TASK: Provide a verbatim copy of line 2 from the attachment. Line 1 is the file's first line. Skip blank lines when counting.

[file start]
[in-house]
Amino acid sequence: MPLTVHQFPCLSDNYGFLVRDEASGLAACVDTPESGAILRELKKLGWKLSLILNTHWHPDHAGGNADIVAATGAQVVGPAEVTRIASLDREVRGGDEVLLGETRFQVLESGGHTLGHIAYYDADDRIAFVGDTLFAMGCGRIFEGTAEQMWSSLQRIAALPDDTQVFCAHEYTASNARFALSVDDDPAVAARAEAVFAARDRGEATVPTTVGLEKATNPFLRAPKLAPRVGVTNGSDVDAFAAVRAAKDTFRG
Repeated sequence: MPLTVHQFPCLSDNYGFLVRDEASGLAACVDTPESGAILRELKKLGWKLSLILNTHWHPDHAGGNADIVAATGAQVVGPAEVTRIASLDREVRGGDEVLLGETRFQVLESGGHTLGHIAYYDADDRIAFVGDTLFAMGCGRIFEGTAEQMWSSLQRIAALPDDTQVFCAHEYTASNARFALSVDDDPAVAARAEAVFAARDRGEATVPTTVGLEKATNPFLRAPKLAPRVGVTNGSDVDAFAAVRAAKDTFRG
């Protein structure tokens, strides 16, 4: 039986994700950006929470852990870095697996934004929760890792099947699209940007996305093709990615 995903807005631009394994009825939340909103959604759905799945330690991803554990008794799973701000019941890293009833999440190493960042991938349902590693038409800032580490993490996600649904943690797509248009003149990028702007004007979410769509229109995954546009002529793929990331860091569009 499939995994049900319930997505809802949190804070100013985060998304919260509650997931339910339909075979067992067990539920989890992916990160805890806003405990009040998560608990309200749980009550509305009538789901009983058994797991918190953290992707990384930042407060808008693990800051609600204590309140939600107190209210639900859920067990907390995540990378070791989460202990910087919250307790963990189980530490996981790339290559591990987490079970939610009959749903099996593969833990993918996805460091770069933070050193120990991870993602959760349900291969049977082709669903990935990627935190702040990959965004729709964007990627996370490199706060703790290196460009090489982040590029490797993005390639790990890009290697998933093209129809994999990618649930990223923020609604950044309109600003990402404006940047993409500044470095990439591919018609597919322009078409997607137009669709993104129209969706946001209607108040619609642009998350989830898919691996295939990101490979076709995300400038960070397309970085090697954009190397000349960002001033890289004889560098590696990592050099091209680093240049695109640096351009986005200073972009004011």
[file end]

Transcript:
Amino acid sequence: MPLTVHQFPCLSDNYGFLVRDEASGLAACVDTPESGAILRELKKLGWKLSLILNTHWHPDHAGGNADIVAATGAQVVGPAEVTRIASLDREVRGGDEVLLGETRFQVLESGGHTLGHIAYYDADDRIAFVGDTLFAMGCGRIFEGTAEQMWSSLQRIAALPDDTQVFCAHEYTASNARFALSVDDDPAVAARAEAVFAARDRGEATVPTTVGLEKATNPFLRAPKLAPRVGVTNGSDVDAFAAVRAAKDTFRG